Pretty Corner 1921, Sheringham
Memories of Pretty Corner 1921, Sheringham
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Sheringham & local memories
Read and share memories of Sheringham and Norfolk inspired by Frith photos.
Grand Hotel Sheringham
I watched, with my young son, this wonderful Victorian building being demolished in 1974. Being such a huge Hotel, it became untenable. Part of it was, I recall made into flats, but after a time this apparently was not popular. So like The Sheringham Hotel, the inevitable was decided. I am completely dedicated to collecting vintage postcards of Sheringham. I would like to know when The Mo (a house overlooking the east promenade), was demolished. Also why the 12 cottages known as Seaview Terrace, which overlook East Promenade (adjacent to the car park)), were built in three sections. The four either end, being constructed first (I have photographs), then afterwards the four middle ones.
OVER THE BUMP TO PLAY FOOTBALL
This photograph illustrates all too well the erosion of the cliffs. The profile of Beeston Bump seen in the background of this photograph compared with to day shows just how much land we have lost. My father used to speak of playing football as a boy on level ground beyond Beeston Bump, that is on the seaward side of the bump. Just off camera the Grand Hotel is under construction due for completion in 1896, two years after this photograph was taken. In fact the only Victorian purpose built hotel in the vilage at the time was Sheringham Hotel built in 1889. On the stones there are beach tents and some of these larger tents were constructed using four oars. There is only one breakwater visible in the photograph and then none at all for as far as the... Read more
I have just obtained a print of Sheringham promenade with a building on the left on top of a hill. I searched through these photos and came across the Grand Hotel - and that is the building in my picture. The date is 1890s. Does anyone know if this building still stands and if so is it still a hotel, or something else?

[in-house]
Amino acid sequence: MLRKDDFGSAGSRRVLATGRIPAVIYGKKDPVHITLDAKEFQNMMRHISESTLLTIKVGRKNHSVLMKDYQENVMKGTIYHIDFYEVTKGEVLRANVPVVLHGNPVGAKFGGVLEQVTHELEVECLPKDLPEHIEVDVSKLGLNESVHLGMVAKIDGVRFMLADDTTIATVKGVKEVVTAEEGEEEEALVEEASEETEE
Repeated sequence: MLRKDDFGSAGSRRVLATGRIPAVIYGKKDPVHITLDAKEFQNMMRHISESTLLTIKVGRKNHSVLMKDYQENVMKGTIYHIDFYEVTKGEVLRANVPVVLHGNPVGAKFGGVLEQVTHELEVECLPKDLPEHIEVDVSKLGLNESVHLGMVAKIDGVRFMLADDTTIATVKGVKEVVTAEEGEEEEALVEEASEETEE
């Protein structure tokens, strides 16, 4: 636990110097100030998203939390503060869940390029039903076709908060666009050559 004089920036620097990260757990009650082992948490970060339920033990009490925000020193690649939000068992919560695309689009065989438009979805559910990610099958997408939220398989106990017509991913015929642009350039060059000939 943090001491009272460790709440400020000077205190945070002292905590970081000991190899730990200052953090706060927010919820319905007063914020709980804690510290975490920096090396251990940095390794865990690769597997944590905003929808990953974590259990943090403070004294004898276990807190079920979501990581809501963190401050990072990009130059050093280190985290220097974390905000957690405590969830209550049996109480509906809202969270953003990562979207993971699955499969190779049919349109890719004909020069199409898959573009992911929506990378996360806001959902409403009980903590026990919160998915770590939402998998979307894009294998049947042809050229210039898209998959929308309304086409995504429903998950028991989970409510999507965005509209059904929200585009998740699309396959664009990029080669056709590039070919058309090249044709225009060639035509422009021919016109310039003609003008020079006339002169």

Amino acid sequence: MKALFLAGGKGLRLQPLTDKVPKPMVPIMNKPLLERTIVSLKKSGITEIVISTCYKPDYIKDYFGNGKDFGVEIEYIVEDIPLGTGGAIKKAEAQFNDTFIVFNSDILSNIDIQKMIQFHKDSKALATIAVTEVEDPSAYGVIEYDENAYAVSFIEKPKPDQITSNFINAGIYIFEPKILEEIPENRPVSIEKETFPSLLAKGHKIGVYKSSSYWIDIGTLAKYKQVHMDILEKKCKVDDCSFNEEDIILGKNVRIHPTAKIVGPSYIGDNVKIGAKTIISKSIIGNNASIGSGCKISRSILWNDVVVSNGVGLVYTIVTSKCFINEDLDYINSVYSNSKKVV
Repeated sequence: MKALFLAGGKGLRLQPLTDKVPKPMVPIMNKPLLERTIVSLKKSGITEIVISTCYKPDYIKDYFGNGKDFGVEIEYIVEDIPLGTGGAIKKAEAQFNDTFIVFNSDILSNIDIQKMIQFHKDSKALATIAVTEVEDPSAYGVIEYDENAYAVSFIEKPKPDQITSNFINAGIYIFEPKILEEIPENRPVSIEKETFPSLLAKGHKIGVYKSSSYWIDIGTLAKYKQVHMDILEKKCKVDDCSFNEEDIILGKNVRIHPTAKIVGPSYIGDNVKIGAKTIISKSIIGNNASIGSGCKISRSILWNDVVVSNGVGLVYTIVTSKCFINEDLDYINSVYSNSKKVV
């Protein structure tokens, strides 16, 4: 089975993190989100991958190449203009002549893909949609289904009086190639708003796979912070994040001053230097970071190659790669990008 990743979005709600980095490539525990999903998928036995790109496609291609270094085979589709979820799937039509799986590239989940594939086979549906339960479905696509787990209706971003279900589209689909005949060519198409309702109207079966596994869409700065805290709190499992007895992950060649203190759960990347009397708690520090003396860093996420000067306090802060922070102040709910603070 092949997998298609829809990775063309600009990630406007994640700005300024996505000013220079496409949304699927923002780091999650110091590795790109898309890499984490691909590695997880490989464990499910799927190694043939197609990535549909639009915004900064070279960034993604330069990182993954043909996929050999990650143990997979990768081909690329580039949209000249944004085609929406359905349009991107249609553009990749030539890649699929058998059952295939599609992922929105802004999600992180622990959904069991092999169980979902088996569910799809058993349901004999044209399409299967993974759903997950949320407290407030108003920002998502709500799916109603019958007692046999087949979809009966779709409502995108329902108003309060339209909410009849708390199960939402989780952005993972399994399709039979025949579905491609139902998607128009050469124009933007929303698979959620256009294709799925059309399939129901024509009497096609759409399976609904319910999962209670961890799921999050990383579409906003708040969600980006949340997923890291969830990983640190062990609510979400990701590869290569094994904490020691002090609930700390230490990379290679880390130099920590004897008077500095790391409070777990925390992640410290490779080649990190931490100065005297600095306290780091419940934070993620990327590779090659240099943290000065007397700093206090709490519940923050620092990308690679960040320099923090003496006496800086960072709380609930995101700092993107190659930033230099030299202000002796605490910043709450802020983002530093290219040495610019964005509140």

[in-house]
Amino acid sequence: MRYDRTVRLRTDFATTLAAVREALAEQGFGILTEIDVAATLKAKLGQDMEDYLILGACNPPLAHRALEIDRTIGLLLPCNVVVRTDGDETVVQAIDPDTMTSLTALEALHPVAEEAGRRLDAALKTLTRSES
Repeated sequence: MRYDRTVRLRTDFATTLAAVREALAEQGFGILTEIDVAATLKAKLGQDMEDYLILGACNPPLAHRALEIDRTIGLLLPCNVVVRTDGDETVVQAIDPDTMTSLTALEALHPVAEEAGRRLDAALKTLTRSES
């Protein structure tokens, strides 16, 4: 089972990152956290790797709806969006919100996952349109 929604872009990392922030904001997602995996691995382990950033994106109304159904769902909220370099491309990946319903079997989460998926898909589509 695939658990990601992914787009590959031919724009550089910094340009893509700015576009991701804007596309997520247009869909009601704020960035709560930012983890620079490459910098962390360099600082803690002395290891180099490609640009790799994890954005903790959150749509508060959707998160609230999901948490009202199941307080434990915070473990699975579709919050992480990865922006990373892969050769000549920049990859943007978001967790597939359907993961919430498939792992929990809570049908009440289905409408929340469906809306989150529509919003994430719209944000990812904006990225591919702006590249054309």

When I look at these old photos, Sheringham has not changed that much, it's very strange though seeing the old Grand Hotel. I used to take the ponies round the roundabout as a young child to earn money during the summer. The water trough is still there but full of flowers instead of horses' noses.
Names of Lifeboatmen....
The gentleman laying on the ground in the front is my great grandfather John 'Teapot' West. He was a fisherman and lifeboatman but also well known for being a 'Fisherman Evangelist'. Together with William Craske and William Long he was a Methodist Preacher for over 50 years. They travelled throughout the county preaching and after visitors heard them they appeared at rallies in such places as London, Birmingham and Liverpool. These fishermen/lifeboatmen were strong, brave and somewhat exceptional men. There is a phrase used which I think fits them beautifully - 'Iron Men in Wooden Boats'. Pictured from left: 1. Henry 'Joyful' West 2. Wilson Able (with pipe) 3. Grice (in the background - unsure of Christian name) 4. 'Brighams' Bishop 5. 'Joyful' West (father of Henry - No 1) 6. John 'Sparrow' Hardingham (Young Lad) 7. John 'Rook' Reynolds 8. 'Potter' Hardingham (leaning on boat - father of John - No 6) 9. 'Fiddy' West (seated) 10. John 'Teapot' West (laying on ground). Fishermen nearly all had nicknames.... Read more
Sheringham, What A Welcoming Place
I was a regular visitor when we were stationed at West. Beckham RAF Station. We would bike down that steep hill at Upper (it was murder going back!). I remember the theatre, the picture house, the crab sandwiches on the seafront, the rippling pebbles on the steep beach, the lifeboathouse, it even had a girl called Marigold, I had never heard that name before, she worked at one of the shops near the theatre. I do hope she is alive and well. If her friend had not smoked we might have had a long term relationship. I have heard that they are to build a big superstore, don't let them spoil that lovely little town, a little jewel, that's why I still remember it well. David W S.